Traefik: Forward traffic to another server

In preparation for moving my websites, I was looking for a way to simply forward all traffic from the old server to the new one.

Change DNS record

Until now, after transferring my websites to a new server, I only changed the DNS entry and waited until it was active everywhere. Within a certain transition phase the accesses landed partly still at the old, partly already at the new server. Of course, the TTL of the DNS entries can be reduced in preparation and thus the transition time minimized, at least for a large part of the accesses, but there is still a certain time in which the version statuses of the servers drift apart somewhat.

The TTL (Time to Live) is a property of each DNS record and specifies the intervals at which other DNS servers should check it for a change. Depending on the workload of the DNS servers, the value is not always observed in practice, especially if the time is set to a few minutes. Common TTL values are 86400 seconds (24 hours) or 3600 seconds (1 hour).

To keep the downtime as low as possible during the server change, I simply forwarded the traffic from the old server to the new one this time.

Forward all requests from the old server to the new one.

I copied all Docker volumes: Traefik Reverse Proxy + Let's Encrypt including all websites with rsync to the new server and activated them there. To make sure all access ends up at the destination server, I replaced the Traefik settings at the source server. With the following setup, all accesses can be forwarded to the new server via the IP address of the old server, thus bridging the time until the DNS changes are known across the board:

For the setup, I created two files: docker-compose.yml and traefik.yml:

Traefik docker-compose.yml

version: "3.3"
    image: "traefik:v2.8"
    container_name: "traefikforward2"
      - "80:80"
      - "443:443"
      - "./traefik.yml:/etc/traefik/traefik.yml"

Traefik looks in /etc/traefik for a traefik.yml file and tries to load it:


The following Traefik configuration redirects http and https requests completely to another server. The IP address for redirection here is filled with the placeholder ???.???.???.??? and must be adjusted to match the IP address of the destination server. By using the tls: passthrough option, the complete data traffic is forwarded in encrypted form and thus left to the destination server.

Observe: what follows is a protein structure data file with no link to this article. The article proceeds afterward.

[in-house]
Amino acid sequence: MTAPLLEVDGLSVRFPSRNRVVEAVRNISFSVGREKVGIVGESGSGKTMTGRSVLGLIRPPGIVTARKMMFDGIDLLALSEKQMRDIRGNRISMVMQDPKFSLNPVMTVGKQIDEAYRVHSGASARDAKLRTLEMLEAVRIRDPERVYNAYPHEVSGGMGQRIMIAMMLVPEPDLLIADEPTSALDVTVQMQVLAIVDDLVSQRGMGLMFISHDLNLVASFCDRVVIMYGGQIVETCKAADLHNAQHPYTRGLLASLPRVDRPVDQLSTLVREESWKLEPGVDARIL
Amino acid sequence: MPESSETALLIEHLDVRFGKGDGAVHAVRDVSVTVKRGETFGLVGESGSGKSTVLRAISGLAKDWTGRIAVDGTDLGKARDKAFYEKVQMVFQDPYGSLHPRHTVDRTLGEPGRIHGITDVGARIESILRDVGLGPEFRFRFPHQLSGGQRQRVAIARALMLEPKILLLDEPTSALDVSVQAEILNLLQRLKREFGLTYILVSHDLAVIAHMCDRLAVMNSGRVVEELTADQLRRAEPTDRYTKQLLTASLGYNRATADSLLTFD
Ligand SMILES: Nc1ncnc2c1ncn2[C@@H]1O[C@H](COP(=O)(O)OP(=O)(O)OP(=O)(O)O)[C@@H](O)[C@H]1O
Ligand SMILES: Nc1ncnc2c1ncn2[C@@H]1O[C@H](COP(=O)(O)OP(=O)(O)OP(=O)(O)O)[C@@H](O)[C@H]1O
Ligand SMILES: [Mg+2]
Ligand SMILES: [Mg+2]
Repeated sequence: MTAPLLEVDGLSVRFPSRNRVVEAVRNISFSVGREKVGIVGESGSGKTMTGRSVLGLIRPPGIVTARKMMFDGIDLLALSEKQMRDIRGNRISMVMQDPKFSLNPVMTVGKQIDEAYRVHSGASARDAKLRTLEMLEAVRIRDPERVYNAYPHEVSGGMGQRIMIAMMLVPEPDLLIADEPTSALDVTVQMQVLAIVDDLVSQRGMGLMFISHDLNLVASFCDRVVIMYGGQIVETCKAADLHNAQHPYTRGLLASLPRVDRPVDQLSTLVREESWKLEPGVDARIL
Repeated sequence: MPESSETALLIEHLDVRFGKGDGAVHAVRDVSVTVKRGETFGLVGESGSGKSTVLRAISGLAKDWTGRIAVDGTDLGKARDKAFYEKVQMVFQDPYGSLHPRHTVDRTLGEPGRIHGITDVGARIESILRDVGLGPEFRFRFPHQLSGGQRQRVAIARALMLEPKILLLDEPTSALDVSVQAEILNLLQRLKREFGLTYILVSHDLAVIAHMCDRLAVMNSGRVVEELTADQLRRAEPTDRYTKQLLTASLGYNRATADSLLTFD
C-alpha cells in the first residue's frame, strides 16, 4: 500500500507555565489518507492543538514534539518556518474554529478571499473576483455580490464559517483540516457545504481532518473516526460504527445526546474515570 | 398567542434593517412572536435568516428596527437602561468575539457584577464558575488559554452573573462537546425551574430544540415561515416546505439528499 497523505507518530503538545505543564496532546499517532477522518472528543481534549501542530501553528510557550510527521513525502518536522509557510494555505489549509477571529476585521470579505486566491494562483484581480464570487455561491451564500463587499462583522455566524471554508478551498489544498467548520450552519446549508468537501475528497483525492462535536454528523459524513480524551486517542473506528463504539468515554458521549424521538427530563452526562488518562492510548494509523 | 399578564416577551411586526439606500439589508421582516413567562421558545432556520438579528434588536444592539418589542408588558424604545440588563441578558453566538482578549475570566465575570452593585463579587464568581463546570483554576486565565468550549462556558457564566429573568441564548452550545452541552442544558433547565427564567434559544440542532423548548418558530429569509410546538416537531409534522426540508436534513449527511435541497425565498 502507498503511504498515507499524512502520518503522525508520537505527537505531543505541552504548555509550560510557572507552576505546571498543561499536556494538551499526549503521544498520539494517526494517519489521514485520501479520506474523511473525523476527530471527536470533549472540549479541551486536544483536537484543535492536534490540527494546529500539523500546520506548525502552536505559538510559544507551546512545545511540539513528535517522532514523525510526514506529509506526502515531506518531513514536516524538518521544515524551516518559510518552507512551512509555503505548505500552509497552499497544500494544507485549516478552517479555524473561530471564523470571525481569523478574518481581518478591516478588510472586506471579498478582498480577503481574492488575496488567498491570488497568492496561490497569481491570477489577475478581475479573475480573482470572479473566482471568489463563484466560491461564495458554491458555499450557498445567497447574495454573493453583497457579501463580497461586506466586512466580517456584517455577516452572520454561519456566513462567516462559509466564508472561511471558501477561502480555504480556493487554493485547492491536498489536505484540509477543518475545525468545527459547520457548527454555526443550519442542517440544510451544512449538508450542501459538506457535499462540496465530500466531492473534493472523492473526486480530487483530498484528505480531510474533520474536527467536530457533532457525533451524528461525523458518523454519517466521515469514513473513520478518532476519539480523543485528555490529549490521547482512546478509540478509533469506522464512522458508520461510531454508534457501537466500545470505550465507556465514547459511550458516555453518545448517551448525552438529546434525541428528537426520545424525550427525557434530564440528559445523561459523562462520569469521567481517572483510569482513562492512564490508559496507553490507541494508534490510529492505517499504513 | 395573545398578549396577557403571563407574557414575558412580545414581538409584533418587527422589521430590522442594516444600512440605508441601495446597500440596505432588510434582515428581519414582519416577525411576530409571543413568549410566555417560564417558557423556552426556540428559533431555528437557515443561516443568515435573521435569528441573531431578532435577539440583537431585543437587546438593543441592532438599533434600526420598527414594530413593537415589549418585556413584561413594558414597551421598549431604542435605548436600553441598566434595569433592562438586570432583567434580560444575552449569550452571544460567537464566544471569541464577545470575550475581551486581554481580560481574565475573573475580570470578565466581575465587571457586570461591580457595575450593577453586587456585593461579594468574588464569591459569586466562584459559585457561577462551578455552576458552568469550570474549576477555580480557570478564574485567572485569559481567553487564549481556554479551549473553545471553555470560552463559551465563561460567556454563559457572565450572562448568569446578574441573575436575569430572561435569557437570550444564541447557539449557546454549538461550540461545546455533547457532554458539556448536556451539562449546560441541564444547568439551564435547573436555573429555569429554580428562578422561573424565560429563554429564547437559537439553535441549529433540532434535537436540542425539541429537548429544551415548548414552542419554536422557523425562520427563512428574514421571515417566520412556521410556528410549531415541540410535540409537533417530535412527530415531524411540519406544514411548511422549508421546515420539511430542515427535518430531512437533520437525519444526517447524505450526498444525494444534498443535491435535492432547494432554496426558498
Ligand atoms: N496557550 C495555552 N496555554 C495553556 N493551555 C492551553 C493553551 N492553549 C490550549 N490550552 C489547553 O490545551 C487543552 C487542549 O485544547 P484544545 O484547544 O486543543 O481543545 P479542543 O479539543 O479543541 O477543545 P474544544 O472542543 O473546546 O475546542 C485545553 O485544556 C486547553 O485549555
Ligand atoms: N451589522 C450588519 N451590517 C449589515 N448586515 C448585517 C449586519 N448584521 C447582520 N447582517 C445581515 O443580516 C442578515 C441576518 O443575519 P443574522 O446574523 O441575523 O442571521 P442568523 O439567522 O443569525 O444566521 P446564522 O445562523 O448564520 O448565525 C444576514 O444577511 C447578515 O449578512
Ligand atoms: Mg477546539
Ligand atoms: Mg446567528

filename: /etc/traefik/traefik.yml

accessLog: {}
  level: DEBUG

    address: ":80"
    address: ":443"

        - web
      service: web-forward
      rule: "HostSNI(`*`)"
        - websecure
      service: websecure-forward
      rule: "HostSNI(`*`)"
         passthrough: true

          - address: "???.???.???.???:80"

          - address: "???.???.???.???:443"

By adjusting the "HostSNI(`*`)" rule of a router, only certain websites could be forwarded (* allows all domain names). Of course, the setup can also be used to specify additional ports, such as 25 when running a mail server. I kept the traefik configuration (traefik.yml) intentionally slim, so that it still remains clear. The content of the traefik.yml file is a simple example and helped me to better understand the individual Traefik modules:

The entryPoints define the accesses, for example to certain ports. An access via an entryPoint can then be processed by a router and passed to a service .

Starting the forwarder

The start is done with the command docker-compose up:

docker-compose up -d

Control accesses

In the traefik.yml file, I set the loglevel to "DEBUG" to be able to observe incoming accesses in the Docker container output. The calls can be easily displayed with "docker logs":

docker logs traefikforward2 -f


See also, Practical report on moving my web server: move all Docker Websites

For more information on my Traefik setup, see also: secure https connection: Traefik Reverse Proxy + Let's Encrypt.

positive Bewertung({{pro_count}})
Rate Post:
{{percentage}} % positive
negative Bewertung({{con_count}})

THANK YOU for your review!

Updated: 2022-09-11 von Bernhard | Übersetzung Deutsch |🔔 | Comments:0

Traefik and oAuth: Log in your own web services with Google. | Docker

Top articles in this section

Docker Compose vs. Docker Swarm: using and understanding it

Docker Swarm allows nodes (hosts) to be grouped together into a common federation. This allows containers to be run in any number of instances on any number of nodes (hosts) in the network. In Docker Swarm, the basis for communication between hosts is an overlay network for services: Multi-host networking. As indicated in my article on moving web servers, I tested Docker Swarm as a possible option for a shared cross-host network and gathered some insights on this, which I briefly summarize her...

Practice: Backup Docker container data: Volumes / Bind Mounts

In my article "All Docker containers: Moving hosts, theory and practice", I already went a little bit into the topic of backup. If you followed the article, you know that I outsource the data of my Docker containers via bind mounts and back them up with rsync. The backup job is started via crontab. But first, I thought about what actually needs to be backed up when using Docker in a single-server setup.

Docker Swarm, Portainer and Traefik combined

As mentioned several times on this page, I primarily use the reverse proxy Traefik to access my Docker containers. To be able to manage the containers in a graphical GUI, I also use Portainer. For a single server, the setup fits so far, but if you want to deploy multiple servers, you can use Docker-Swarm for that. I first tested Portainer in combination with Swarm and extended the setup with Traefik including SSL with Let's Encrypt.

Questions / Comments

By continuing to browse the site, you agree to our use of cookies. More Details